*This post was originally posted on Go Team Duncan in 2012.
Experience is a hell of a teacher.
Our oldest daughter is nearly 20 and very outspoken. She’s off figuring her life out now, but while she was home, we experienced a lot together. I’ve run the gambit of “girl conversations” and topics with her and as difficult as it was at times, I have to admit, I’m glad she feels comfortable enough to be able to open up to me with most things. I’m sure there’s plenty that are still “mom-only”, but she knows she can come to me with anything and I will stay fairly level-headed.
The youngest had been a little slower on the maturation path and not as outspoken. She’s 10 now, though, and she has started really coming out of her shell since we put her back in public school last year.
I didn’t truly realize is how far until earlier this year, however.
A few months ago, I checked her room to make sure she was upholding her end of the “you can have the bigger upstairs room if you keep I clean” deal. Lo and behold, I find a little note on the floor saying “I love (insert boy name)”.
My mental brakes made the SCREEEEEEE noise. But, I used it as an opportunity to teach a lesson. Plus, I’d been in this place before with the oldest. (Thank God) I knew I could handle it appropriately (this time…)
Me: “What is this?”
Her: “Oh. Sorry.”
Me: “It’s fine to like somebody, but don’t be throwing the ‘love’ word around like that. You guys don’t know what love is yet. You can ‘like’ somebody all you want, but leave that ‘love’ stuff out of it.”
I let it go at that. I wasn’t trying to harp on it or lecture her, I just think kids are way too quick to throw it out there these days, and it forces relationships (even little crushes) into a whole new level of speed and intensity way too soon. Later down the line, it cheapens it when they do actually love someone.
Fast forward to last Valentine’s Day.
I pick the youngest up and take her to get some food (mom and I have plans afterward). She’s a little embarrassed when I pick her up, and I notice she has a little present with her. Turns out it’s from a “secret admirer”.
Here we go…
We talk about it. I make sure I don’t tease her about it, which was difficult for me at first, since I tease her about a lot of stuff (playfully…) but this is her first “secret admirer”, so I don’t want to ruin the experience for her. It’s probably just one of her girl-friends, but we live in a dominantly Hispanic area. These little relationships start eeeeeeearly around here, so I wouldn’t be surprised either way.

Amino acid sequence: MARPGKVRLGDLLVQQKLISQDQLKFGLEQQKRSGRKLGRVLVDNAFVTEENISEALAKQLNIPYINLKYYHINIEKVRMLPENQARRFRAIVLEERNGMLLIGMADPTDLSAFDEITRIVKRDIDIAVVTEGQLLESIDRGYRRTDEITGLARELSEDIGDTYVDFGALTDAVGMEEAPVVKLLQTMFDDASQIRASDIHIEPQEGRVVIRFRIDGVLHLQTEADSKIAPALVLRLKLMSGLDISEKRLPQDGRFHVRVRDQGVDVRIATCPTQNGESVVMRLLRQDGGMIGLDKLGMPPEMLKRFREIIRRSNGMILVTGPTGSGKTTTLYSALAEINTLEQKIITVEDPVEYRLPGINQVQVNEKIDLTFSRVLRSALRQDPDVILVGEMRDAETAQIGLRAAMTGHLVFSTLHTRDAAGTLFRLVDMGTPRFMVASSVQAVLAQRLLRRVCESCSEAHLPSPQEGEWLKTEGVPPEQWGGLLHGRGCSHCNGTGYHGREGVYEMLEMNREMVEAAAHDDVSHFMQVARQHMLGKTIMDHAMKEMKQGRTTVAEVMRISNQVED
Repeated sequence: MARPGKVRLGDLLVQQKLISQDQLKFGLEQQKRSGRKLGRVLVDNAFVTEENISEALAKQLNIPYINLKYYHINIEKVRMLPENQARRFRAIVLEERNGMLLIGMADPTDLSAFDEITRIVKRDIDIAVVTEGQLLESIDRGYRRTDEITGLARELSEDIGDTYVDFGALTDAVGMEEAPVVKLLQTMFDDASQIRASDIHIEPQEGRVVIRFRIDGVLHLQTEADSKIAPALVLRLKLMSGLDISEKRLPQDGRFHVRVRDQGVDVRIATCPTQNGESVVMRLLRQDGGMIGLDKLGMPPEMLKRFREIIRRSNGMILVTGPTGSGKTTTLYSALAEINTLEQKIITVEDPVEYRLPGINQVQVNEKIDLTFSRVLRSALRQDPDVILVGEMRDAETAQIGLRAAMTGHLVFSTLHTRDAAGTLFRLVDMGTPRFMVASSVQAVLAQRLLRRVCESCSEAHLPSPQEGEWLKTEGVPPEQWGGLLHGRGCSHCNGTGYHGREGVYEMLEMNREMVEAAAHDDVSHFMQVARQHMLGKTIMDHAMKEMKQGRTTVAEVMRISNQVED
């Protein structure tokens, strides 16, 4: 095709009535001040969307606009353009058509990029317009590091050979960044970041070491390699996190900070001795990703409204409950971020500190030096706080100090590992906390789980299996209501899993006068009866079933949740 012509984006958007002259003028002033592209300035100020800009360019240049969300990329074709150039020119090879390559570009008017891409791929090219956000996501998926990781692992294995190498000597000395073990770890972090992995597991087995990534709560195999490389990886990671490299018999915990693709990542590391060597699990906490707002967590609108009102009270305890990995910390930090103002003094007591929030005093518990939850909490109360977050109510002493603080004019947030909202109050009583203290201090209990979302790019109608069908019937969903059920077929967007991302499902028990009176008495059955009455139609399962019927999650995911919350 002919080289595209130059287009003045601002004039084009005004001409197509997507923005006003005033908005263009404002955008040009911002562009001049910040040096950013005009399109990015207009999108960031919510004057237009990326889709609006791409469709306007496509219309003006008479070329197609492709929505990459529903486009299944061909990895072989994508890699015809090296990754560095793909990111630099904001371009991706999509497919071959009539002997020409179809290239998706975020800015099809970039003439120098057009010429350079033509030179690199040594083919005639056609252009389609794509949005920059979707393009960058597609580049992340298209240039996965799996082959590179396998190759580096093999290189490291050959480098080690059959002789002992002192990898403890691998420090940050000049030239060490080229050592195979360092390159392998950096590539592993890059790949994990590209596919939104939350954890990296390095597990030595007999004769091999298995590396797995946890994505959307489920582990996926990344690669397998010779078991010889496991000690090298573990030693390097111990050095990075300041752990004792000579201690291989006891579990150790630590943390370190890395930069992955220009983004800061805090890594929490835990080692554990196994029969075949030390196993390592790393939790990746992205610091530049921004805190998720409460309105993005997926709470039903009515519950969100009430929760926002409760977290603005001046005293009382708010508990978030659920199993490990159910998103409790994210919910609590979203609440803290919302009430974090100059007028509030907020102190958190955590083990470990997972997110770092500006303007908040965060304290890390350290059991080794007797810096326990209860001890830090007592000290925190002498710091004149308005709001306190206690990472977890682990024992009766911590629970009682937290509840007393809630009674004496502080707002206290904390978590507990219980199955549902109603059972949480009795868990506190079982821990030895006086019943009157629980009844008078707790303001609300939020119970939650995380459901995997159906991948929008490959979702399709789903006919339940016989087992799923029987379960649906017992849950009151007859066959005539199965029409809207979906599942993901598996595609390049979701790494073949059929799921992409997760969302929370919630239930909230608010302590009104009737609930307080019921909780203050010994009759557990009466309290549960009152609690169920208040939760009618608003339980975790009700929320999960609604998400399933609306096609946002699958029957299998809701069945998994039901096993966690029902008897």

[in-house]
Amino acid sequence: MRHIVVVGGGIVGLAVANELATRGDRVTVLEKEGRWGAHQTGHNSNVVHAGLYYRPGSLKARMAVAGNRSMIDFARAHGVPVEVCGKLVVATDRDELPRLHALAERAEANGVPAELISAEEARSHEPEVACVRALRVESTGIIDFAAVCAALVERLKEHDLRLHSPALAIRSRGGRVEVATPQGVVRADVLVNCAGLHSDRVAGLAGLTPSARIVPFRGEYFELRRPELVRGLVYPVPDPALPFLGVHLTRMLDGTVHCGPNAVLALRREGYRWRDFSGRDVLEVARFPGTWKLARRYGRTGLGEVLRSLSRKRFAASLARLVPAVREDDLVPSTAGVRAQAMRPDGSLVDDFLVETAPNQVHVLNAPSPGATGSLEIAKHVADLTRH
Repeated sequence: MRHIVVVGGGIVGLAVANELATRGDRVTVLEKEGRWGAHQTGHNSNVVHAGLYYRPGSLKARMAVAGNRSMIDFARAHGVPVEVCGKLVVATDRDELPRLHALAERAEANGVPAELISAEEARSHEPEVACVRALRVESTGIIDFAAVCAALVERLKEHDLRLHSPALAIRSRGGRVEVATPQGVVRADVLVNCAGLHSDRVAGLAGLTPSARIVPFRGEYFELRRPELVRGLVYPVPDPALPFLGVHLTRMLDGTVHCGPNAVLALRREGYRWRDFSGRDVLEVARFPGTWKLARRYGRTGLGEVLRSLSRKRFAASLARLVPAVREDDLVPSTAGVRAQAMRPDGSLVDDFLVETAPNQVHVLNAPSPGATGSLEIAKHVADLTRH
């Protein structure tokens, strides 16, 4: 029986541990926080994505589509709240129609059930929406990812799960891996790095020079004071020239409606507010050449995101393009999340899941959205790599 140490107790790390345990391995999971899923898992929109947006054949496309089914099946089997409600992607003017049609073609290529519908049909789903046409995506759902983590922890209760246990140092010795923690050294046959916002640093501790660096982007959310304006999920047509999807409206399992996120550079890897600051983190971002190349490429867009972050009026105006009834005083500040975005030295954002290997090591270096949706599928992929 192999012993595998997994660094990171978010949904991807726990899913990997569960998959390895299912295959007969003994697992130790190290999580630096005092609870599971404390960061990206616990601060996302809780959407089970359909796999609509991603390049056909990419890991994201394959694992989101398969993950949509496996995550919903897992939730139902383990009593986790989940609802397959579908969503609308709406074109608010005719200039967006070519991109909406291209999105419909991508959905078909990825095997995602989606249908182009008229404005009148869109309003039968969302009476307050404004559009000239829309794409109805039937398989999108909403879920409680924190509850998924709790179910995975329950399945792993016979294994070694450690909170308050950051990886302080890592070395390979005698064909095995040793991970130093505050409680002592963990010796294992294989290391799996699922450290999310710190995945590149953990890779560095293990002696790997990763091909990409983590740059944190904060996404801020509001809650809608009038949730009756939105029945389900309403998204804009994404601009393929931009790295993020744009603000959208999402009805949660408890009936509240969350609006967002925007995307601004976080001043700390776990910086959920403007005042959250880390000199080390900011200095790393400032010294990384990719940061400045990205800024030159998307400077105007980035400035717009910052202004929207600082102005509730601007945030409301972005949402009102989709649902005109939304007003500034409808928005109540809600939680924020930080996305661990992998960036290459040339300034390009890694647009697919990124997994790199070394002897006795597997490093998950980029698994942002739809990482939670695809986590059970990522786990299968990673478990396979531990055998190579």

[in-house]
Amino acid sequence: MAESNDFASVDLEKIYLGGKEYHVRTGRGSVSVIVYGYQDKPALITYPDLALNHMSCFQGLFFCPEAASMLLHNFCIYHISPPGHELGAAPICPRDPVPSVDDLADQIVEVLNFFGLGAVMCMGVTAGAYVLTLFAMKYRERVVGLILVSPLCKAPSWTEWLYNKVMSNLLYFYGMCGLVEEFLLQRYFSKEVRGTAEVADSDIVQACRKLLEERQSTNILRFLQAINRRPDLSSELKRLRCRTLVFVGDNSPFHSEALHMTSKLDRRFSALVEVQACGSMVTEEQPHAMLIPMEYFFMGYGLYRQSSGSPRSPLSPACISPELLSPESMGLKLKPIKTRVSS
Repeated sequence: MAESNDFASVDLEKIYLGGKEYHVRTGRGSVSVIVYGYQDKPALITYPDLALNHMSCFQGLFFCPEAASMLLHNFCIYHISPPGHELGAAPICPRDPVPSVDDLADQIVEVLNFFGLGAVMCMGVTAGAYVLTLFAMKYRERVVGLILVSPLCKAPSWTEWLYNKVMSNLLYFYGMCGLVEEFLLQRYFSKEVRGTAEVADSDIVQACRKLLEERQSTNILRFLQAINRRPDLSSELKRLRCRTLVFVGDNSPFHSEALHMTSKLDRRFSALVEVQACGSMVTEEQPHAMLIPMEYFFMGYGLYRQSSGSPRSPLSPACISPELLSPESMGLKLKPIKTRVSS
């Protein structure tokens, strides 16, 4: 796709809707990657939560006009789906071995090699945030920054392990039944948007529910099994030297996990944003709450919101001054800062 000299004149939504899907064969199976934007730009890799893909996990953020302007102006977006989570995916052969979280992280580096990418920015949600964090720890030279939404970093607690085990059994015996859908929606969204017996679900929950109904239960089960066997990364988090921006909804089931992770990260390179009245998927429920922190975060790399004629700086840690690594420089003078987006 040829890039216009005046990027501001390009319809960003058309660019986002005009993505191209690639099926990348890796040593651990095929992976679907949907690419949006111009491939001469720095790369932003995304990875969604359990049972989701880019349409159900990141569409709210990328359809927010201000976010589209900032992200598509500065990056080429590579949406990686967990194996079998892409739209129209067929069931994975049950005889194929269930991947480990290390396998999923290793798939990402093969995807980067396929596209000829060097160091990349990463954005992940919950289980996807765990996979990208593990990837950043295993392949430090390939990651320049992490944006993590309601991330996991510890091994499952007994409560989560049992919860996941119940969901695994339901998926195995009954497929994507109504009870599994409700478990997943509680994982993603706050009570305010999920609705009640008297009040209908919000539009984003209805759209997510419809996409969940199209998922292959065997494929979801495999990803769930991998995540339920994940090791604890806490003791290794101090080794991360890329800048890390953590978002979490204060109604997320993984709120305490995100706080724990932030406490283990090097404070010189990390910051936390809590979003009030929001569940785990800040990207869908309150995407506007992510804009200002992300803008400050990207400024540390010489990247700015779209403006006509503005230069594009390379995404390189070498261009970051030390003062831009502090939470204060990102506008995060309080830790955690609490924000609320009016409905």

With that convo out of the way, I ask her what her favorite Valentine was. She’s showing me all of them, then pulls out a big bag of M&Ms.
“This is _______’s idea of a Valentine.”
I just chuckle.
“Oh. Here’s the note he put with it. He drew a picture…”
I’m thinking to myself: I feel for the kid. Valentines on notebook paper? Oh well. I’m sure it happens a lot…
“…I’m the only one he gave a note to, though…”
Fortunately, she has no clue on this one. She dismissed the sentiment rather quickly. I took the opportunity to do the same.
The conversation continues on. No big deal. Then my realization really took a serious hit.
We’re talking about some of the other girls in her class. One today apparently did not want to dance during one of the weekly classes they do at her school. She gets in trouble for it, but Lex says that the girl was glaring at her for whatever reason.
I tell her not to get involved, don’t be mean back as that is how fighting starts, etc… She then says:
“Yeah _____ makes fun of her with some other girls. They say that she’s got her period.”
Oh yeah. LOUD brake noise this time. Seriously?! Did my 10 year old just start a period conversation with me?! How much more sharing are we going to do this week?!
Once again, I play it off and continue the conversation. The entire time my ‘dad alert system’, ‘estrogen alarm’, and ‘oh God, WHY’ buzzer are all going haywire in my brain, but I have to capitalize on these moments. I know damn good an well that if I blow one of these conversations, it could be years before she opens back up to me on that kind of stuff.
So we finish the ‘period’ talk (only about why it’s stupid to make fun of someone for starting their period and how most people that make fun of others usually have self-esteem problems…) and finish the drive home on a less heavy note.
Again, I am very glad the girls don’t have a problem opening up to me, but wow. That is a lot all packed into a half of a week! I love my girls to death, but boys and girls have some seriously different conversations.
What do you think?
headdesk image retrieved from ht tp://www .milehighhockey.com/2011/3/1/2023951/game-64-live-thread-avalanche-at-sharks